Re: Comparing Clinton regime
Source Henry C.K. Liu
Date 99/06/08/23:59

It is very hard to defend IMF policies. Even the World Bank is critical of the
The current feud between the World Bank and the IMF is not new. The two have
maintained institutional differences in approach and constituency even though
they were sister institution created by Bretton Woods. The World Bank's
clients are the Third World poor governments, while the IMF's clients are the
international banking sectors that benefited from the Bretton Woods fixed
exchange rate regime until it was abandoned in 1971. WB is development
oriented and IMF is central banking monetarist oriented. IMF has a
institutional fixation on market discipline through doctrinaire
conditionalities for its loans.
The specific conditions fluctuate from economy to economy.
Generally, IMF conditionality describes a set of conditions the IMF imposes on
a central bank of a distressed economy for IMF packages of financial
assistance. The most frequent conditions are;: devaluation of currency, a
plan toward balance fiscal budget and anti inflation monetary measures such as
high interest rates, tight credits and wholesale financial restructuring of
troubled banks and corporations.

It is by now clear from actual data, that IMF conditionalities had worsen the
Asian financial crises by demanding anti inflationary measures in a
deflationary environment.
Other specific conditions may call for full private debt repayments to
international banks, transparency reporting, etc. The conditions are tied to
stages of funding. Also these conditions inevitably create untenable political
and social reactions that make economic cure irrelevant.

To revive Asia, Washington has placed its hope on Japan to reform its banking
system and stimulate its economy.
It also looks to China to open its markets.
Both of these hopes are not likely to come to pass.
Here is why:
The Japanese economy is highly dependent on export and on imported materials to
fuel its value-added export sector. It has adopted off shore production and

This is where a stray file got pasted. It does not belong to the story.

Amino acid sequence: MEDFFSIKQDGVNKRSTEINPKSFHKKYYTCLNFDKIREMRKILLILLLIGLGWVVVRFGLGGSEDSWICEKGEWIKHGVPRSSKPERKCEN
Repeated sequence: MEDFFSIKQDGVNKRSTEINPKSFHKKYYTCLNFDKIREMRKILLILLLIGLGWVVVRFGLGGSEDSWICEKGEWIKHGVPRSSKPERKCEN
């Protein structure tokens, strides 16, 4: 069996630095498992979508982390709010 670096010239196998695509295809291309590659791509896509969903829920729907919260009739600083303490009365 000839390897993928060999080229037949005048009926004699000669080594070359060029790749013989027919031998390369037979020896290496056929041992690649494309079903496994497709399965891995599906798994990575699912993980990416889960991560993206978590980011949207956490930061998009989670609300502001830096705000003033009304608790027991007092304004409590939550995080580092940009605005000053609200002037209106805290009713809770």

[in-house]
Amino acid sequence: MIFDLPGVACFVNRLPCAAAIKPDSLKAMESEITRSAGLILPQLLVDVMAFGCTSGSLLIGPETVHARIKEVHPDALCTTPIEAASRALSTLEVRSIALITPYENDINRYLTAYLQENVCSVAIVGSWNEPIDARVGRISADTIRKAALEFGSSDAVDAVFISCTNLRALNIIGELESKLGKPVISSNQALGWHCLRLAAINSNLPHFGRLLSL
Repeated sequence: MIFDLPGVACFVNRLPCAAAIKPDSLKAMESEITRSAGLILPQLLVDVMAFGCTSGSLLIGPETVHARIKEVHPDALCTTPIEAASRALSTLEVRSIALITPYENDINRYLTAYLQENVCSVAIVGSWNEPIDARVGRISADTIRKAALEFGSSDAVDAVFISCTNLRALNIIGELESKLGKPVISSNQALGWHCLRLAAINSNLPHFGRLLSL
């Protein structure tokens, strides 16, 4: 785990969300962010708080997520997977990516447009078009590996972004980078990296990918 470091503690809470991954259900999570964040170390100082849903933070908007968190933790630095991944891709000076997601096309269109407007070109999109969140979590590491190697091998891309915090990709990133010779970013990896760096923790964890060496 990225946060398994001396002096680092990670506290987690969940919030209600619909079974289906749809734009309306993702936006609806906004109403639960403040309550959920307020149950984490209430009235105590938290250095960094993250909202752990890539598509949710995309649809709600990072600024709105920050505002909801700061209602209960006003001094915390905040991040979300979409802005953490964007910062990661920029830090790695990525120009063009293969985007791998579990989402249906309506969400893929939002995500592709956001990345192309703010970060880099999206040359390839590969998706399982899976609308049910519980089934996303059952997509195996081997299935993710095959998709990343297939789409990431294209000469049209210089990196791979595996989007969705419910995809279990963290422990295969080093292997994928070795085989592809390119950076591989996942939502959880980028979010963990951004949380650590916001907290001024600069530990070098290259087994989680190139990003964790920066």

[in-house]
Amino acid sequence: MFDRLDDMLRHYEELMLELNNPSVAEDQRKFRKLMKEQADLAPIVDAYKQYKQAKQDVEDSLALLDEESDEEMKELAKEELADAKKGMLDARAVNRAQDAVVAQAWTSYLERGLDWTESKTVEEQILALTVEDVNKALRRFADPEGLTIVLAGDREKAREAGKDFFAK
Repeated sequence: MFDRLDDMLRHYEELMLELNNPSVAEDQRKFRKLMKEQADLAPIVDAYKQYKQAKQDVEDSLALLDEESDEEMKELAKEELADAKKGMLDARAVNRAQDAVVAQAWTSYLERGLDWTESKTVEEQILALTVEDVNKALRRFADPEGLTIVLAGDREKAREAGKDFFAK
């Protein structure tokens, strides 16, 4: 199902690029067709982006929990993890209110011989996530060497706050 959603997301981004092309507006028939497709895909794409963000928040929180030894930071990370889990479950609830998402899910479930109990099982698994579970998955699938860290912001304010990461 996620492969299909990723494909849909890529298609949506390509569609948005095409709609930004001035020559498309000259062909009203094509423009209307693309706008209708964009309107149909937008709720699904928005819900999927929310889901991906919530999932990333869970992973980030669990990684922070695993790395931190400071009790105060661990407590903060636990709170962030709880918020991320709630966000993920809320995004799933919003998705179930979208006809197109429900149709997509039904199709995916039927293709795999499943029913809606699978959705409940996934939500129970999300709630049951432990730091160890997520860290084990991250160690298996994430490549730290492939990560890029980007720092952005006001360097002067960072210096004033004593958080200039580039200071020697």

globalized its production network by locating facilities in targeted markets to
skirt trade barriers. Tokyo aspires to be a world financial center, while
Japanese economic nationalism keeps Japan to remain the most regulated and
protectionist market in Asia. A large segment of Japan's financial sector is
indigenously owned and controlled, with financial and trading branches
worldwide. The Japanese bubble burst around 1990. Its mangers allowed short
term incentives of speculative financial manipulation to sap productive
investment from their manufacturing sectors. It historical success has laid the
root for its current difficulties.

In 1985, the G7 governments agreed in the Palza Accord to force the overvalued
US dollar to fall, raising the undervalued Japanese yen, thus slowing Japanese
export. As the US dollar fell in value, Hong Kong and several other Asian
economies that are pegged to the US dollar experienced long periods of low or
negative local interest rates. The Japanese Ministry of Finance responded to
the G7 attack on the yen by lowering Japanese interest rates to keep the
economy afloat and to slow the fall of the US dollar.
By 1988, despite an overheated economy, Japan yielded to heavy U.S. political
pressure to continue to keep Japanese interest rates low, in order to slow the
contraction of the U.S. economy and the drastic fall of the US dollar.

Low Japanese interest rates and an overvalued yen fueled financial
bubbles throughout Asia that translated into systemic currency risks for the
region, including Hong Kong which acted as an unregulated center for low-cost,
easy Japanese loans. Even Japanese borrowers came to Hong Kong and Singapore
for cheap yen loans.

To increase competitiveness and growth, both the Japanese and other Asian
governments emphasized capital intensive physical infrastructure investments at
the expense of social infrastructure, with distorted and inefficient
stimulative impacts on their economies. Starting in 1993, Japan spent in four
years US$480 billion (70 trillion yen at prevailing exchange rates) worth of
stimulative packages, with another US$115 billion package announced in April
For growth, both Japan and other Asian economies rely heavily on external
conditions that are beyond their control, depending heavily on the US consumer
market and placing high hopes on China as a future market, as well as the
emerging markets in Southeast
Asia. The IMF applauded this dead-end strategy and never saw the on-coming
train of
The Japanese economy is managed by entrenched bureaucracies that jealously
guard their prerogatives.
In recent years, Japan has experienced a declining sense of public
spirit and civic morals, brought about by waves of political, bureaucratic and
business scandals. Japan is saddled with a political landscape that is
hostile to the sitting administration, complicating economic policy